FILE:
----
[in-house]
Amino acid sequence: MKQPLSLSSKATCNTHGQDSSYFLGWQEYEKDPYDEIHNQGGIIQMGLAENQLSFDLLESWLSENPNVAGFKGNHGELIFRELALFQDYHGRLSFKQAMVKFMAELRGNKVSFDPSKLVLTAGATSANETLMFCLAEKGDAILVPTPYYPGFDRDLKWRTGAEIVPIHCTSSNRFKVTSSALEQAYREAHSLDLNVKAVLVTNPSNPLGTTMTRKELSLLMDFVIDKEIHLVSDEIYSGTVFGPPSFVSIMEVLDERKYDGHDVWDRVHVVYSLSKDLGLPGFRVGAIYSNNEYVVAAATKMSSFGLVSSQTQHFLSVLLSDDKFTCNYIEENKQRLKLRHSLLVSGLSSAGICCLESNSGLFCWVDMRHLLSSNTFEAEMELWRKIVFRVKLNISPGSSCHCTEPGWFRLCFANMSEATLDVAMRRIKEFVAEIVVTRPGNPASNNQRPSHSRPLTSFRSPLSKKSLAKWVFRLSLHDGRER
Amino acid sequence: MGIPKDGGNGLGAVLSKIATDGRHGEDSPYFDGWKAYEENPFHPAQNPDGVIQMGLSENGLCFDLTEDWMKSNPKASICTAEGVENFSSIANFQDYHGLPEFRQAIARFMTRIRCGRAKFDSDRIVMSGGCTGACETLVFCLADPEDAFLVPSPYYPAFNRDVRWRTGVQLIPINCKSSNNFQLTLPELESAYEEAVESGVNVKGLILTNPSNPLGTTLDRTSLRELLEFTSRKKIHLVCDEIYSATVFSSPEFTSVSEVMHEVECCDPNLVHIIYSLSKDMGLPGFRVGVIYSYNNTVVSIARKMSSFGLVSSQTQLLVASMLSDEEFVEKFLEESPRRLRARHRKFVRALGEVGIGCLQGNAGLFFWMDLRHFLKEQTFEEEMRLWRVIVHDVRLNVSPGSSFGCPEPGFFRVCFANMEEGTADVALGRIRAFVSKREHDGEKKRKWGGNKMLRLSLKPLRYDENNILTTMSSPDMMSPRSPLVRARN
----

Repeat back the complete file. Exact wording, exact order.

[in-house]
Amino acid sequence: MKQPLSLSSKATCNTHGQDSSYFLGWQEYEKDPYDEIHNQGGIIQMGLAENQLSFDLLESWLSENPNVAGFKGNHGELIFRELALFQDYHGRLSFKQAMVKFMAELRGNKVSFDPSKLVLTAGATSANETLMFCLAEKGDAILVPTPYYPGFDRDLKWRTGAEIVPIHCTSSNRFKVTSSALEQAYREAHSLDLNVKAVLVTNPSNPLGTTMTRKELSLLMDFVIDKEIHLVSDEIYSGTVFGPPSFVSIMEVLDERKYDGHDVWDRVHVVYSLSKDLGLPGFRVGAIYSNNEYVVAAATKMSSFGLVSSQTQHFLSVLLSDDKFTCNYIEENKQRLKLRHSLLVSGLSSAGICCLESNSGLFCWVDMRHLLSSNTFEAEMELWRKIVFRVKLNISPGSSCHCTEPGWFRLCFANMSEATLDVAMRRIKEFVAEIVVTRPGNPASNNQRPSHSRPLTSFRSPLSKKSLAKWVFRLSLHDGRER
Amino acid sequence: MGIPKDGGNGLGAVLSKIATDGRHGEDSPYFDGWKAYEENPFHPAQNPDGVIQMGLSENGLCFDLTEDWMKSNPKASICTAEGVENFSSIANFQDYHGLPEFRQAIARFMTRIRCGRAKFDSDRIVMSGGCTGACETLVFCLADPEDAFLVPSPYYPAFNRDVRWRTGVQLIPINCKSSNNFQLTLPELESAYEEAVESGVNVKGLILTNPSNPLGTTLDRTSLRELLEFTSRKKIHLVCDEIYSATVFSSPEFTSVSEVMHEVECCDPNLVHIIYSLSKDMGLPGFRVGVIYSYNNTVVSIARKMSSFGLVSSQTQLLVASMLSDEEFVEKFLEESPRRLRARHRKFVRALGEVGIGCLQGNAGLFFWMDLRHFLKEQTFEEEMRLWRVIVHDVRLNVSPGSSFGCPEPGFFRVCFANMEEGTADVALGRIRAFVSKREHDGEKKRKWGGNKMLRLSLKPLRYDENNILTTMSSPDMMSPRSPLVRARN